It can be argued that the hand of each designer is present in all knitwear, and nowhere is this more true I feel than in the design of the ubiquitous sock. There is something about the sock - perhaps its small scale, perhaps its utility - which concentrates a design, leaving no doubt of the type of person who designed it. There are, you see, but two types of sock designers in the world: Innovators and Traditionalists.
Patterns written by true sock Innovators are few and far between, and entire books even rarer, though they do exist. They are full of tips and clever techniques, and sock patterns, yes, but not as we know them.They start at the top, or the toe, or somewhere in between and feature sinuous cables, extreme shaping, or complex stitch work. The Gothic cathedrals of sock architecture, they break a lot of sock rules, and are anything but mindless. They cannot be knit on auto pilot, and require frequent checks of the pattern to ensure success. They are not for complacent knitters, are stunning in their originality, complexity and beauty, and they do have a place in my sock knitting world. Like rich dark chocolate, I savour the experience of knitting Innovative socks, though I would never try to make a meal of them.
Sock patterns created by Traditionalists, on the other hand, follow a time-honoured form. They usually, although not always, begin at the top, with directions to CO 64. As a number of stitches with which to begin a sock, sixty-four is admirable. It is divisible by 2, 4, 8, 16 and 32, meaning that any stitch pattern with a repeat of these numbers can be plugged into a standard sock pattern with relative success. When confronted by a pattern repeat requiring a different multiple, the Traditionalist will simply increase or decrease the number of stitches, as well as increase or decrease the corresponding needle size, to arrive at a solution. Heels and toe construction techniques may vary between Traditionalist patterns, but are interchangeable according to preference. An adventurous Traditionalist may throw in a twisted stitch rib, or a patterned heel flap for fun, but there are really no surprises within these types of patterns.
And that is as it should be. While there is, admittedly, nothing the least bit exciting about socks constructed along Traditionalist lines, they are solid, sturdy, and dependable types of patterns, and within them you will find infinite beauty and variety. Experienced sock knitters will need little in the way of pattern prompting, once the basics of stitch pattern have been grasped; most will glance at a pattern and "get it". Far from being boring, however, Traditionalist patterns are invaluable for those times when you just want to get on with it, and knit some socks.
With the word "timeless" in the title, you know exactly what you're getting with Interweave's latest sock knitting book, Favorite Socks - 25 Timeless Designs.It does, as they say in the UK, precisely what it says on the tin. The book features seventeen previously published designs, some from Knits, and others from sister publications, SpinOff and PieceWork, as well as half a dozen brand new patterns, commissioned from some of today's top designers. The spiral binding and clean layout are worth a mention although, truthfully, I've become so accustomed to the high standard of quality and easy-to-follow format in books from Interweave Press, anything less would have come as a surprise.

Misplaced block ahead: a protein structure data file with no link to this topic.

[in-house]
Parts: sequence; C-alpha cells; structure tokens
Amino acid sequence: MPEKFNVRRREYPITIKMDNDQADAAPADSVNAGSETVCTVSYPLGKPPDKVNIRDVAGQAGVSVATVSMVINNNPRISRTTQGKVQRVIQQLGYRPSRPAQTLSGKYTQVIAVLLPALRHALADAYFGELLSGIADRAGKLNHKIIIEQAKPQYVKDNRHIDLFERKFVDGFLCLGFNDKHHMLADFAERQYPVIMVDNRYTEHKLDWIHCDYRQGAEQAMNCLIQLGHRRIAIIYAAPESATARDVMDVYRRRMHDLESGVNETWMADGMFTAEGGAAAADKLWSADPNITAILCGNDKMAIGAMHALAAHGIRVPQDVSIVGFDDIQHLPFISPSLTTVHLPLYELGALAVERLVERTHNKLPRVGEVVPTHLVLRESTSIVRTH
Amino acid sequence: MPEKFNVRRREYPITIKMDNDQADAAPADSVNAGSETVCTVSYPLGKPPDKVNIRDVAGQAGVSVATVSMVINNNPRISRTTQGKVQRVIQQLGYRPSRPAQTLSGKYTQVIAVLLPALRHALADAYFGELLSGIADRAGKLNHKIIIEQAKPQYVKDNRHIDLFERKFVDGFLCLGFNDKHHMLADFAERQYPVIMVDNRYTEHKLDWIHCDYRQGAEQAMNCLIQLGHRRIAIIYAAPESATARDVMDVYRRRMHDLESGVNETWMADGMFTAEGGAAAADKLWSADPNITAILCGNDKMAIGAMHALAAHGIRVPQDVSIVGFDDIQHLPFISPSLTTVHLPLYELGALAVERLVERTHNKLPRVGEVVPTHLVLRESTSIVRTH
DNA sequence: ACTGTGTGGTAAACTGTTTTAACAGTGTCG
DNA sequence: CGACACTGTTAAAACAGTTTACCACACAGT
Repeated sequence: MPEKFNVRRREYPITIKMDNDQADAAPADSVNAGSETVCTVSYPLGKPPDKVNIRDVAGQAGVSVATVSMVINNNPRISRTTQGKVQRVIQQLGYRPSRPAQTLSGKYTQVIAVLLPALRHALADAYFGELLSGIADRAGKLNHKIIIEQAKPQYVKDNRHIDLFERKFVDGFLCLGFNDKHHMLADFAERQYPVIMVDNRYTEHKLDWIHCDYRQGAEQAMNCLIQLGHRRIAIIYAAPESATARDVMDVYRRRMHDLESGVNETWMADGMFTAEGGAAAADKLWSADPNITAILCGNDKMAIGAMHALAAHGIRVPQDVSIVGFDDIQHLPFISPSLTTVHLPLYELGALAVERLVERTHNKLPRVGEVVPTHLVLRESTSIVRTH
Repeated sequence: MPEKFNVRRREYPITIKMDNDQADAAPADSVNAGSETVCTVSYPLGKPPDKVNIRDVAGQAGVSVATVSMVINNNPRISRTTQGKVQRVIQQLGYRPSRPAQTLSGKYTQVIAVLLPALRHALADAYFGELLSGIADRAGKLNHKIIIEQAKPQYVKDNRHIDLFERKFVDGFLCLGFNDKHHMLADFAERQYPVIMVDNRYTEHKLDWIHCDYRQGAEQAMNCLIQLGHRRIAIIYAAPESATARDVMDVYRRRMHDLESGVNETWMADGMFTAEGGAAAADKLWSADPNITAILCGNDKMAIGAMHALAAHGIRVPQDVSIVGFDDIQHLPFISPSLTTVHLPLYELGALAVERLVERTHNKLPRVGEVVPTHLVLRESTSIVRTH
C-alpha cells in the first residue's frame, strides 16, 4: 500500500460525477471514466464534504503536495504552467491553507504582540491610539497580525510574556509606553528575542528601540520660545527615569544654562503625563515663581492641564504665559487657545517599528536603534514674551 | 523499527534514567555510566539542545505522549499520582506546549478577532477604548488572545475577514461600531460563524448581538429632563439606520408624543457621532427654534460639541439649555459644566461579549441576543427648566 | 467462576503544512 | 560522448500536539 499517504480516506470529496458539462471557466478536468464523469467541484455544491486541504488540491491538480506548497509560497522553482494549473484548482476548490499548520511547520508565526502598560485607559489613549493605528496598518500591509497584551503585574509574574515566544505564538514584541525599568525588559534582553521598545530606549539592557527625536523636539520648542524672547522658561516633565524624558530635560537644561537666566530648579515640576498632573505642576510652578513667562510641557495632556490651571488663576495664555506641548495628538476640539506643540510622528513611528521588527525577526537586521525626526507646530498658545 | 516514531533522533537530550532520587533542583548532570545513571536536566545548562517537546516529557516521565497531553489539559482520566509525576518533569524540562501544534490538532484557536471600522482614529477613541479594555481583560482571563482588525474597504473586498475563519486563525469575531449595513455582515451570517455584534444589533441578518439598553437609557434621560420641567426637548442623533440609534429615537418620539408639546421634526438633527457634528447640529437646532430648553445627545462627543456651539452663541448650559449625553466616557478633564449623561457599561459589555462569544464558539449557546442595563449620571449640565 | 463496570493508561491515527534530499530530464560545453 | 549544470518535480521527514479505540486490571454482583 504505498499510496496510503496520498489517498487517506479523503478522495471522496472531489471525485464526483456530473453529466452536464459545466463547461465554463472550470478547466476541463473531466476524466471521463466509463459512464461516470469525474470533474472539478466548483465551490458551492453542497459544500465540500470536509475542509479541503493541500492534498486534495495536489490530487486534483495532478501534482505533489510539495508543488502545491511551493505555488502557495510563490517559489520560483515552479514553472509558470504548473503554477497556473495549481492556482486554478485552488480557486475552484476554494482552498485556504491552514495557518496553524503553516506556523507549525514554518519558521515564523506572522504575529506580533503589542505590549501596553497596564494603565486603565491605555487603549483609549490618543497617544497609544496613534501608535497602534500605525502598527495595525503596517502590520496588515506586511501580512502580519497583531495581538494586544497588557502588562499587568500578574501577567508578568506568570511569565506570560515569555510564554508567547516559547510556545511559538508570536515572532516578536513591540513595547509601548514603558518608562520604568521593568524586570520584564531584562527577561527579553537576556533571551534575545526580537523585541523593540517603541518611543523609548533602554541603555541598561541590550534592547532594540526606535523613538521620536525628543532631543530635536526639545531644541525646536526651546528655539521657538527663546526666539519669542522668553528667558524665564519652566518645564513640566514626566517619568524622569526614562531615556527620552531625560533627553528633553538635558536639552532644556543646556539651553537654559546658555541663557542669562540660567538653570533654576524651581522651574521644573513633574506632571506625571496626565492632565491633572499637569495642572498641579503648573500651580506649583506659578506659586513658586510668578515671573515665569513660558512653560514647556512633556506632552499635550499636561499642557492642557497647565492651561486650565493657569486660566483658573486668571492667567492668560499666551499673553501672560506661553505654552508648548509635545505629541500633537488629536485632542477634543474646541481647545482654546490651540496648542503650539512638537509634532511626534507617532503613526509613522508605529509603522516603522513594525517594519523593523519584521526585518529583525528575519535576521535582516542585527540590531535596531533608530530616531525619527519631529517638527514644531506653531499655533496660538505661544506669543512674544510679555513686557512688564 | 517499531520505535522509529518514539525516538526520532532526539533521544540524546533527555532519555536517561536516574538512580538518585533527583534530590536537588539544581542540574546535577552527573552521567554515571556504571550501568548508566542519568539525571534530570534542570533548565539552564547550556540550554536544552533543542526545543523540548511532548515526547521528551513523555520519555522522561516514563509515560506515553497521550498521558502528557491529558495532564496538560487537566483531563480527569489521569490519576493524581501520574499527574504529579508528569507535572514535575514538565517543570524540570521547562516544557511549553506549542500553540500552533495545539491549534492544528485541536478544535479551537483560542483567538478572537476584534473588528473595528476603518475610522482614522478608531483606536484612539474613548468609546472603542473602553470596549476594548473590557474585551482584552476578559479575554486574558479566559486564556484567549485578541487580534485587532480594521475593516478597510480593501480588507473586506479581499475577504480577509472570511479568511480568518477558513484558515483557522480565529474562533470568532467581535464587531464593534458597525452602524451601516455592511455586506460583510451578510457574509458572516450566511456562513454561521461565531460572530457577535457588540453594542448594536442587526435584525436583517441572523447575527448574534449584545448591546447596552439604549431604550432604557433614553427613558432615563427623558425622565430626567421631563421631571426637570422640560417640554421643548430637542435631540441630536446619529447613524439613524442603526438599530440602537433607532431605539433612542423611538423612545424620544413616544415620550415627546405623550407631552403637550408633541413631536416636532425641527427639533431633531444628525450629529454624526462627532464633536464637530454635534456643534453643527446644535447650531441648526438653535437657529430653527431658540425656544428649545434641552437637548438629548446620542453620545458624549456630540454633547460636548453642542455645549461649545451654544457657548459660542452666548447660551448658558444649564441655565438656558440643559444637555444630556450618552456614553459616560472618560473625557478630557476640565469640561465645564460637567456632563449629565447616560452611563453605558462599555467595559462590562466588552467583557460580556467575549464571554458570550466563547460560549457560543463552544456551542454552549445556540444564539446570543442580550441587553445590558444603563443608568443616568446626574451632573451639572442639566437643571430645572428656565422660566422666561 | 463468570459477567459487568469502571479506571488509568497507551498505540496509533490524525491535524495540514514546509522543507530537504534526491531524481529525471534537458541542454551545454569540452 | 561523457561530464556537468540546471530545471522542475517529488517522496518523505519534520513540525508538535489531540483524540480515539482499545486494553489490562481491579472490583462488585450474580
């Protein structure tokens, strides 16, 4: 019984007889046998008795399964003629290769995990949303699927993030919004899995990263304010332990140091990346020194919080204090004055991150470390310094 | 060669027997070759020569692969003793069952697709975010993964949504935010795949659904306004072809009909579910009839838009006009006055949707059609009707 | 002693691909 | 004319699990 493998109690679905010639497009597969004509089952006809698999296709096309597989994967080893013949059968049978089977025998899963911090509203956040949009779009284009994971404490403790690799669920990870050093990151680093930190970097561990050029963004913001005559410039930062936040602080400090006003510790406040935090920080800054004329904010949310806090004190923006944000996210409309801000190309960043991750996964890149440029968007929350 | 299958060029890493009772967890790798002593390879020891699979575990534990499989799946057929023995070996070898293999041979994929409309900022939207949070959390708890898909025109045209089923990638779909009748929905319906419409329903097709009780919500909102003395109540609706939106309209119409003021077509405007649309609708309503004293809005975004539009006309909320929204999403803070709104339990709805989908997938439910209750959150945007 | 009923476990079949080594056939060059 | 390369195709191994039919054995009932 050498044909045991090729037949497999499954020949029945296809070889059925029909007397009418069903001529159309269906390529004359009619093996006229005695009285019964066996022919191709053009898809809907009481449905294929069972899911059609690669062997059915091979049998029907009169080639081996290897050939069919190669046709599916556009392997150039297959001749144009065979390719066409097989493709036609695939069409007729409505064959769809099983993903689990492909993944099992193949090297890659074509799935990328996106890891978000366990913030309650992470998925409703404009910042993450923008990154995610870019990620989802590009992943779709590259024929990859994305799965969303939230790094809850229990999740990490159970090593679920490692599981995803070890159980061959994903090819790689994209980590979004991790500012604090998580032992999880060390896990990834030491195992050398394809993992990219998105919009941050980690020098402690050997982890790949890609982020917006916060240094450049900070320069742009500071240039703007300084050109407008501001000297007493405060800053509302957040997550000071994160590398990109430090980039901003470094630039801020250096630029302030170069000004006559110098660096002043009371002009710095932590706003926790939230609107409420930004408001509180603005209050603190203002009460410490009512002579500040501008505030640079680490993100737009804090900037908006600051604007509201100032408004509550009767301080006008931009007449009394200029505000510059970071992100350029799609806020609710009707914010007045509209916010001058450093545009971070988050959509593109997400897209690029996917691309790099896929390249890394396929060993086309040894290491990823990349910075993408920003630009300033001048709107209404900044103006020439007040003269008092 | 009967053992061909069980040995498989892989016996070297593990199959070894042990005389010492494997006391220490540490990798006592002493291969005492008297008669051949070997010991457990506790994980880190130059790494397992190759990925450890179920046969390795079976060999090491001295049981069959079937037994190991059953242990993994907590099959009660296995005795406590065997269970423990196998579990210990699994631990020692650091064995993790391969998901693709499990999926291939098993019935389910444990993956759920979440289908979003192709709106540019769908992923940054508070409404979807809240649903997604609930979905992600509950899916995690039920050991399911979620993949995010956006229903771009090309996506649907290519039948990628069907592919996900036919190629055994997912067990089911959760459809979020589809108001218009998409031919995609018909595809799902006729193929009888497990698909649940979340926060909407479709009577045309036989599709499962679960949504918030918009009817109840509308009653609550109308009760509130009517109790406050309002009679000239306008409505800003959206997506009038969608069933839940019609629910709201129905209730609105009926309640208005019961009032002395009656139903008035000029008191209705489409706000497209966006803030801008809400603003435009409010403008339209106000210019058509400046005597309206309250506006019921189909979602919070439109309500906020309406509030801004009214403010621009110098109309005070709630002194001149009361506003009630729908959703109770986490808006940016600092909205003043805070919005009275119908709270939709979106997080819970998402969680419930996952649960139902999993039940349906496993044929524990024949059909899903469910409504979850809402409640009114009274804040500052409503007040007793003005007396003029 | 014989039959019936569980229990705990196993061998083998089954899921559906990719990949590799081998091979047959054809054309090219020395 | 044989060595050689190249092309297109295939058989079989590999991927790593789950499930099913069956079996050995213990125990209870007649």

From Austrian twisted stitch, and Latvian mythological symbols, to Eastern European seamless intarsia, the patterns feature a wide variety of knitting traditions from around the world. In general, the range of stitch patterns is broad and offers much variety, although the balance is weighted a little heavily in favour of lace. I do love lace socks, but I could have done with a few more plain but serviceable patterns. There are, I feel, too few unisex patterns, and I'd have liked to see more than the one pattern featuring toe-up construction, with an afterthought heel. However, these are minor quibbles, based on personal preference, and there are plenty of things about the book left to like.
Modern interpretations on the standard sock pattern include a footlet with a double knit padded sole, and patterns that feature calf shaping accomplished by changing needle size rather than altering the stitch pattern. (I wish you could see me grin while I type this.) This latter technique is one I couldn't wait to try. I used it with a simple broken rib stitch pattern on the last pair of socks I knit and, by golly, it actually works. So simple, so effective. Thank you, Ann Budd. This technique rocks, and I'm kicking myself for not thinking it up on my own.
I suppose little tips and techniques like this are precisely why I'll keep adding sock knitting books to my already groaning bookshelves. A simple, pretty ribbing I can use on any lace sock. A flirty, lace cuff I can use to dress up any any plain sock. A tidy I-cord edging. A twisted stitch technique I've never tried. Good patterns. Classic. Timeless. Traditional. For when I just want to get on with it, and knit some socks.* Cast On *
The quick and practical art of sock knitting is so popular these days that one web-based group devoted to the subject in Yahoo! Groups currently has more than 11,000 members. Budd and Merrow's book will appeal to this fan base and may even convince reluctant knitters to take up the sport. It includes 25 patterns, 19 of which were originally published in Interweave Knits, Spin-Off, and PieceWork magazines. Many of the designs are based on ethnic traditions from around the world, and some of the more interesting patterns-e.g., the lacy Meida's socks, the Embossed Leaves, the Flame Wave, the Austrian socks-sport lavish textural designs that appear deceptively complex. In addition to patterns, the book introduces readers to a variety of sock-knitting techniques, including toe-up sock construction and seamless intarsia in the round. This is an excellent choice for all but the smallest knitting collections. Libraries just getting started in collecting sock-knitting books will also want something for beginners, like Charlene Schurch's Sensational Knitted Socks.* Fiber Crafts *